The Powerball jackpot has now reached $1.6 billion, the highest in U.S. lottery history.
That’s the word from Powerball officials in advance of Saturday’s drawing. The previous top mark was $1.586 billion for a Powerball jackpot in 2016.
“We are witnessing history in the making,” said Drew Svitko, Powerball product group chair and Pennsylvania Lottery executive director. Powerball tickets are sold in 45 states, plus the District of Columbia, Puerto Rico and the U.S. Virgin Islands.
If there’s only a single winner of this Saturday’s drawing and that person claims the lump-sum prize (as opposed to payments spread over multiple years), they’ll take home $782.4 million, Powerball officials said.
So, how did the jackpot get so high? The basic explanation: No one has won the top Powerball prize, which requires matching five numbers plus the Powerball number, since Aug. 3. In other words, there’s been a run of 39 drawings without a jackpot recipient and the prize indeed grows after each such non-winning drawing.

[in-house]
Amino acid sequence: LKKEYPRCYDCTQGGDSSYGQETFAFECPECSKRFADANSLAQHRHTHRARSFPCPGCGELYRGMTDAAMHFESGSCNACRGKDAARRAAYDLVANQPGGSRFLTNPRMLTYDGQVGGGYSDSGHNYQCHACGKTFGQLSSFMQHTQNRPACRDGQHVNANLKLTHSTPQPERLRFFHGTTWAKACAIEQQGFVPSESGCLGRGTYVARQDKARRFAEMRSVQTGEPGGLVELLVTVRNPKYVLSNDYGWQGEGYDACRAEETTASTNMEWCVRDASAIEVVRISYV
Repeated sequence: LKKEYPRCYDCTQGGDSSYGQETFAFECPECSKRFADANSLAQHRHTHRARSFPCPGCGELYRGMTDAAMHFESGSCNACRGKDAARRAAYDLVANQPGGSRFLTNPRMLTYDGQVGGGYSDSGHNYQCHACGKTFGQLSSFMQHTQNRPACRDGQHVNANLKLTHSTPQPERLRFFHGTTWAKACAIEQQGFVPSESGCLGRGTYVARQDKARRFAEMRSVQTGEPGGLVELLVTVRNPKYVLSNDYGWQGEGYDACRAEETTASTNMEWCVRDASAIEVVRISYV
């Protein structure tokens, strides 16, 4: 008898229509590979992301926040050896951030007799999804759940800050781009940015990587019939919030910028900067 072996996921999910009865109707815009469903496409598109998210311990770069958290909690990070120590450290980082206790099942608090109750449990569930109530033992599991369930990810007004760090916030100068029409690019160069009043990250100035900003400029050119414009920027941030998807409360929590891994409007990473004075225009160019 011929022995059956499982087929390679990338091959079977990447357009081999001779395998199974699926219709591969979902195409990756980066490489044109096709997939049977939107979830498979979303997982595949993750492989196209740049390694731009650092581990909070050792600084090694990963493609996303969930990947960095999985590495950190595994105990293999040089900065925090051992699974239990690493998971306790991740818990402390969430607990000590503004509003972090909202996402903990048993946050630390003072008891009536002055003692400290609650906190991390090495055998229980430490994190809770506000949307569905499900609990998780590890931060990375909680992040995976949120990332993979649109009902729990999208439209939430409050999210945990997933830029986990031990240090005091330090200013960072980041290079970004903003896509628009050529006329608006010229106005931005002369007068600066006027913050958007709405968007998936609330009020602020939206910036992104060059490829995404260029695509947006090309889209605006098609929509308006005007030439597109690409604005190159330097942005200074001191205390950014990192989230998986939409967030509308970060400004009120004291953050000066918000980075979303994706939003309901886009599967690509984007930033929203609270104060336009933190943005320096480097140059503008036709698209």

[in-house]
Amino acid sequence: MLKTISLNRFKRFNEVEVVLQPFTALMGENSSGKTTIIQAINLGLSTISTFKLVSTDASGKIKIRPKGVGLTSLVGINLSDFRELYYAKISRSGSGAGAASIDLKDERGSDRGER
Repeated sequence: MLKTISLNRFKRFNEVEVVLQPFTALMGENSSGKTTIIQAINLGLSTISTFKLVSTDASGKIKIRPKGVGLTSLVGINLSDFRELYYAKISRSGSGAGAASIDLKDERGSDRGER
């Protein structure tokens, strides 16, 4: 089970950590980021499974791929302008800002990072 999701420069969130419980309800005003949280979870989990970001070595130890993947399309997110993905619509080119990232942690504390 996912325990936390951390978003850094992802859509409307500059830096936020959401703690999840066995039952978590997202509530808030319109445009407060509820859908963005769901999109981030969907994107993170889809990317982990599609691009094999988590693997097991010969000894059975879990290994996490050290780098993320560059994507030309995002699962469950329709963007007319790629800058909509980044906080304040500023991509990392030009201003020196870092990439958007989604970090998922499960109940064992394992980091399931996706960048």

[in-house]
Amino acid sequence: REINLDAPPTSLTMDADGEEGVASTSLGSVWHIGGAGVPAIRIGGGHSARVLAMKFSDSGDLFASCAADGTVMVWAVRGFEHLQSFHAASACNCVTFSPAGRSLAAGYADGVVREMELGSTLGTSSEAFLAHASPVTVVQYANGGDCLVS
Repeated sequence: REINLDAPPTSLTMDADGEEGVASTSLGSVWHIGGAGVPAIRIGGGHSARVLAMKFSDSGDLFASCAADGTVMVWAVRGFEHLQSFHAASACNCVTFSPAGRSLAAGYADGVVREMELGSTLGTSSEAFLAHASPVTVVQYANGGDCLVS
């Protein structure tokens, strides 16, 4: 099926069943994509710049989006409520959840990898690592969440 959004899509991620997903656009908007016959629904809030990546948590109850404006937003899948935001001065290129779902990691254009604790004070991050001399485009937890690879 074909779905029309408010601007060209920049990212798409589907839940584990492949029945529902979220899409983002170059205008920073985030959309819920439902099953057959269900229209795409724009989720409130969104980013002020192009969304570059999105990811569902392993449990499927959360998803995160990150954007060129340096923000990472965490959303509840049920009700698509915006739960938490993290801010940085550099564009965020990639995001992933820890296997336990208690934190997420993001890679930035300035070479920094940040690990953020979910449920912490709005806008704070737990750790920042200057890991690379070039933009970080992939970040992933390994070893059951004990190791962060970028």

But why is no one winning? A recent Fortune story noted that fewer people are playing per drawing than a few years ago, which means that there’s less likelihood of a jackpot-winning ticket.
Inflation and the challenging economy could also be a contributing role in people’s decision to buy a ticket — or not. A spokesperson at Jackpocket, a lottery-ticket app, said fuel costs may play into that as well.
“High gas prices can dissuade (people) from driving to their traditional retail locations to purchase tickets,” said the spokesperson.
If you do decide to purchase that ticket, it’s worth keeping in mind that the odds are not exactly in your favor. The chance of winning the jackpot is 1 in 292.2 million.